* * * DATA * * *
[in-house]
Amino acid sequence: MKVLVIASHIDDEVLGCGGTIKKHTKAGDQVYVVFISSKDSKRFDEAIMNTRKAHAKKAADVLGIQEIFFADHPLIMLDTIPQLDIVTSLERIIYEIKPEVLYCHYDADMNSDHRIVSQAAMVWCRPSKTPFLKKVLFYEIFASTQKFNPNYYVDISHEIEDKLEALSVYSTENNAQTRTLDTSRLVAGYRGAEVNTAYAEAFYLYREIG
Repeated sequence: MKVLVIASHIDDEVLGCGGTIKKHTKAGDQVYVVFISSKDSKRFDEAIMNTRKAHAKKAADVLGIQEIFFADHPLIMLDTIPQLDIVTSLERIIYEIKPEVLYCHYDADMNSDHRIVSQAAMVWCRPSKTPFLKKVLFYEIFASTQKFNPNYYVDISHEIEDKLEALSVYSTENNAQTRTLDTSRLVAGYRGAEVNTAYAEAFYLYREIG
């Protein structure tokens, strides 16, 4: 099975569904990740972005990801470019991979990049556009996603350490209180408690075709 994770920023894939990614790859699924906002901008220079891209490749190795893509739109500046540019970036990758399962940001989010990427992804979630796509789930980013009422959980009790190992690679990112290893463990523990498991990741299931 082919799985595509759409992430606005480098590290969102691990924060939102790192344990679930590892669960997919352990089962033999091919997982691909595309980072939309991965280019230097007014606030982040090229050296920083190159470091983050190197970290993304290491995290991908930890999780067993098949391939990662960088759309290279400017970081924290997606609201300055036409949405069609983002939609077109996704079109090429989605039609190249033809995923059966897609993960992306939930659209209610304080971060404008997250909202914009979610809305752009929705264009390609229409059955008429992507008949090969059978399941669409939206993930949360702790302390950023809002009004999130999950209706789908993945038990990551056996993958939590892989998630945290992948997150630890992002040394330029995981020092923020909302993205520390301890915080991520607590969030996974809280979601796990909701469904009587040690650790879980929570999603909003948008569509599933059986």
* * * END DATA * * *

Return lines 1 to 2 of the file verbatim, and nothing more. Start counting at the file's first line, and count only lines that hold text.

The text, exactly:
[in-house]
Amino acid sequence: MKVLVIASHIDDEVLGCGGTIKKHTKAGDQVYVVFISSKDSKRFDEAIMNTRKAHAKKAADVLGIQEIFFADHPLIMLDTIPQLDIVTSLERIIYEIKPEVLYCHYDADMNSDHRIVSQAAMVWCRPSKTPFLKKVLFYEIFASTQKFNPNYYVDISHEIEDKLEALSVYSTENNAQTRTLDTSRLVAGYRGAEVNTAYAEAFYLYREIG